What is a CFR?

A Community First Responder (CFR), is a person available to be dispatched by an ambulance control centre to attend medical emergencies in their local area. They can be members of the public, who have received basic training in life saving interventions such as defibrillation, or professionals from a non-medical discipline who may be nearby or attending emergencies, such as police, firefighters or security officers.

Community first responders are there to provide assistance to those with a medical emergency, and most importantly to start and maintain the chain of survival in cardiac arrest patients until a fully equipped ambulance arrives. They are not used to replace a traditional ambulance.

Why do we need Community First Responders?

In 1990 Dr Richard Cummins from Seattle, USA discovered if a series of events took place, in a set sequence, a patient suffering from a cardiac arrest stood a greater chance of survival. These events are now known as the ‘Chain of Survival’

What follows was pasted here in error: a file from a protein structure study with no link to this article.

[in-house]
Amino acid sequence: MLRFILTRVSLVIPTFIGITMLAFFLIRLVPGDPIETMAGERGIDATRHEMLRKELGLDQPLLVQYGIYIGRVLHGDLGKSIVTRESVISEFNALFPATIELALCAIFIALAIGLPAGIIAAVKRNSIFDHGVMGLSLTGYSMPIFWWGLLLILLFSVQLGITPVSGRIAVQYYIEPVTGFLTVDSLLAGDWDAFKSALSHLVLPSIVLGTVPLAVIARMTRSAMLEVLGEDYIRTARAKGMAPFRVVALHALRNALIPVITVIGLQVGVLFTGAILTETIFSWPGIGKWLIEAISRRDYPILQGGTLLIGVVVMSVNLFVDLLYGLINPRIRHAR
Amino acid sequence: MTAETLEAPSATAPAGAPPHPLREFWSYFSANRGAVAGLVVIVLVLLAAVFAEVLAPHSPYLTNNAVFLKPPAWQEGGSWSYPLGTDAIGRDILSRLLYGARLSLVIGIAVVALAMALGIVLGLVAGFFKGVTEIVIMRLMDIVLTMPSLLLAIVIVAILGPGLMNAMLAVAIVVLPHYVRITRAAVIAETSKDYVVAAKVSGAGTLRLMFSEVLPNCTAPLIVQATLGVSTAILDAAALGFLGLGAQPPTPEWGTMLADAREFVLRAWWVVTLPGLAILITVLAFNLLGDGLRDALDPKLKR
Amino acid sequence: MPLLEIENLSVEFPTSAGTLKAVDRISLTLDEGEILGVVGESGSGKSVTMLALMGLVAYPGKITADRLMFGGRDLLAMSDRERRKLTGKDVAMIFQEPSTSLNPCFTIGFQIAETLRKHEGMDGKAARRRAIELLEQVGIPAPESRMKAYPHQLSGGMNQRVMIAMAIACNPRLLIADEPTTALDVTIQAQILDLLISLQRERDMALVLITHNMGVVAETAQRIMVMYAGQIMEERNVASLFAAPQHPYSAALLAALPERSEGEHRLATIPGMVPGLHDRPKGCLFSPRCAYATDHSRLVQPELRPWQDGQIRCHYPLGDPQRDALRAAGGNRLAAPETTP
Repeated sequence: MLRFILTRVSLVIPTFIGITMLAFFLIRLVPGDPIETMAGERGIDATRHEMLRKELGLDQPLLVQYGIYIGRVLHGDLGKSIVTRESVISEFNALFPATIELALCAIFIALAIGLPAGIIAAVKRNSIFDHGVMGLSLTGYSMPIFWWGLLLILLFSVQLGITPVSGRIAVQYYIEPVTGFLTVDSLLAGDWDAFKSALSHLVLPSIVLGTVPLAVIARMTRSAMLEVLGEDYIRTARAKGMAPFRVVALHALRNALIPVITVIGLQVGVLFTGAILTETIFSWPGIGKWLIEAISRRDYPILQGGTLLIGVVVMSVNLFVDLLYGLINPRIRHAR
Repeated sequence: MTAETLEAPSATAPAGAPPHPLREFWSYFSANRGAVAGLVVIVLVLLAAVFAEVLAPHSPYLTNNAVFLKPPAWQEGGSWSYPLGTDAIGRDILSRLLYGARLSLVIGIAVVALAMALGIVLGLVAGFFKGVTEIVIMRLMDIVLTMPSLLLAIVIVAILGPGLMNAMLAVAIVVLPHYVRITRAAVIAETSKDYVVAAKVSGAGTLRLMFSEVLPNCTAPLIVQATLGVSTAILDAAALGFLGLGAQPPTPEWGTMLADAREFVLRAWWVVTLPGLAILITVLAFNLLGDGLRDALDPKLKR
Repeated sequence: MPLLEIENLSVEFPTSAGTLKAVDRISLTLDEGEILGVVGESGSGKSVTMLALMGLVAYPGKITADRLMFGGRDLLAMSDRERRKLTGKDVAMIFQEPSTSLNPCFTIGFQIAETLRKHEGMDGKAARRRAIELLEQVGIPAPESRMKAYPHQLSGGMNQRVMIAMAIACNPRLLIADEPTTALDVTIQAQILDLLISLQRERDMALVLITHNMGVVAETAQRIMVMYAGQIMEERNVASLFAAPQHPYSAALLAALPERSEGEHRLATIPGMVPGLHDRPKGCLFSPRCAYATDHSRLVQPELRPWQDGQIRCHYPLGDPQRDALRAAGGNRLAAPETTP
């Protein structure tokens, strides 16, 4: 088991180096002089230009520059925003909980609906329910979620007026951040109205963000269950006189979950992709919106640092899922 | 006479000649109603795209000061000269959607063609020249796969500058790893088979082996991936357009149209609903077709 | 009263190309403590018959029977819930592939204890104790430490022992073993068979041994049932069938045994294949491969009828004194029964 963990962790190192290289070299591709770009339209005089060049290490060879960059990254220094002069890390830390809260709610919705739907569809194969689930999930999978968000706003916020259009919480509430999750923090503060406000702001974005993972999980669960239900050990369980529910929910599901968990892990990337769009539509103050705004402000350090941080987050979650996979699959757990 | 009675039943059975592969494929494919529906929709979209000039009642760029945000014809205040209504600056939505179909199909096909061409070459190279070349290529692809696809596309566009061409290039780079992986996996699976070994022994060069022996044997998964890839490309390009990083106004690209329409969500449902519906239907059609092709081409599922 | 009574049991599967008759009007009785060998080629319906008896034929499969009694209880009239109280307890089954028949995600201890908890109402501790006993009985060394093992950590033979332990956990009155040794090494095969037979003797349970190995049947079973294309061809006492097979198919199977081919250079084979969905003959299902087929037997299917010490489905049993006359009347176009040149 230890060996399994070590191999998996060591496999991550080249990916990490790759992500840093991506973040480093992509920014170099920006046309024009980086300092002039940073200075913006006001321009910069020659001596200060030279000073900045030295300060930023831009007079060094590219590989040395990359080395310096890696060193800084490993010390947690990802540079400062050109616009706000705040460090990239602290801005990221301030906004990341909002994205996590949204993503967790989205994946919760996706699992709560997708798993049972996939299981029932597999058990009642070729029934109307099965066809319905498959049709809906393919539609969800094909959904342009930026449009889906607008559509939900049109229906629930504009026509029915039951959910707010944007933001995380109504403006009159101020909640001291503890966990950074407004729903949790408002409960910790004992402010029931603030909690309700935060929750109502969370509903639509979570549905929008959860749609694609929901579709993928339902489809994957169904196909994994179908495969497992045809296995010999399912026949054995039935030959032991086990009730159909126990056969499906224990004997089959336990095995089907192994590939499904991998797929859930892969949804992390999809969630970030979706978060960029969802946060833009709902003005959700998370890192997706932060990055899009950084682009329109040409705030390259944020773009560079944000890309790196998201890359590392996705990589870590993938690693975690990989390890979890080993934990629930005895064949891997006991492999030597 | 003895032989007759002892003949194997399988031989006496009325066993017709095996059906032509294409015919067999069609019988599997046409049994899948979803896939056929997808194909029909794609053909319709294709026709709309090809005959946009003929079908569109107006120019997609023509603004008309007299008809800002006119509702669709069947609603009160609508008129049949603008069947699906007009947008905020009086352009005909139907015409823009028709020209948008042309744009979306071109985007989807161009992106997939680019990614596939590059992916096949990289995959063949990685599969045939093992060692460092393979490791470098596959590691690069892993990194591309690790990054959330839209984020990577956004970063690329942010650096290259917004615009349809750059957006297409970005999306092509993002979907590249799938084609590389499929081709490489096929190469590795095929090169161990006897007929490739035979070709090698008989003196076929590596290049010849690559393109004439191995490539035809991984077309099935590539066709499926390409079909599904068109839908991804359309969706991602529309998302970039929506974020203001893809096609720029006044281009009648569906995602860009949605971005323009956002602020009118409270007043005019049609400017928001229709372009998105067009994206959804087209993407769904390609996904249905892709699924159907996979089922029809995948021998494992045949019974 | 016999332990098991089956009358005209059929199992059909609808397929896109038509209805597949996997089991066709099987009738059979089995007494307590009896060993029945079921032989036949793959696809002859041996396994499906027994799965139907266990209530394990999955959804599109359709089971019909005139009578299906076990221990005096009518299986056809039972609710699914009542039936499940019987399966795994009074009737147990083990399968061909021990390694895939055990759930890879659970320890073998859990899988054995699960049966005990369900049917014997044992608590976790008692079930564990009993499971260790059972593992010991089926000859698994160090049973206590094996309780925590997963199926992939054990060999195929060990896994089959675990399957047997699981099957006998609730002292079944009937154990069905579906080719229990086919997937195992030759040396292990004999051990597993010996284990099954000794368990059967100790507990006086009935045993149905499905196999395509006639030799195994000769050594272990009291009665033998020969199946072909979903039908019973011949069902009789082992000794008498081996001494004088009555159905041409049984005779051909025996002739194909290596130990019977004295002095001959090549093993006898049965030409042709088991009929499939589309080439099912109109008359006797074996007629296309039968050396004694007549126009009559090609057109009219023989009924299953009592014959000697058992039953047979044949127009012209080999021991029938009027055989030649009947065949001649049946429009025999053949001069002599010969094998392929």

Chain of survival

 

 

 

 

 

  • Early Recognition & Call for help
  • Early CPR
  • Early Defibrillation
  • Early Advanced Care

Community First Responders are an integral and valued link in the ‘Chain of Survival’ in areas that experience an extended journey time, as they can provide essential simple treatments in those crucial first few minutes prior to the arrival of the Ambulance.

CFRs were first created in Staffordshire, by Staffordshire Ambulance Service. They were and still are some of the most highly trained CFRs in the country. They respond to the widest range of emergencies from breathing problems, to chest pain, RTCs (Road Traffic Collisions) to strokes, paediatrics to trauma.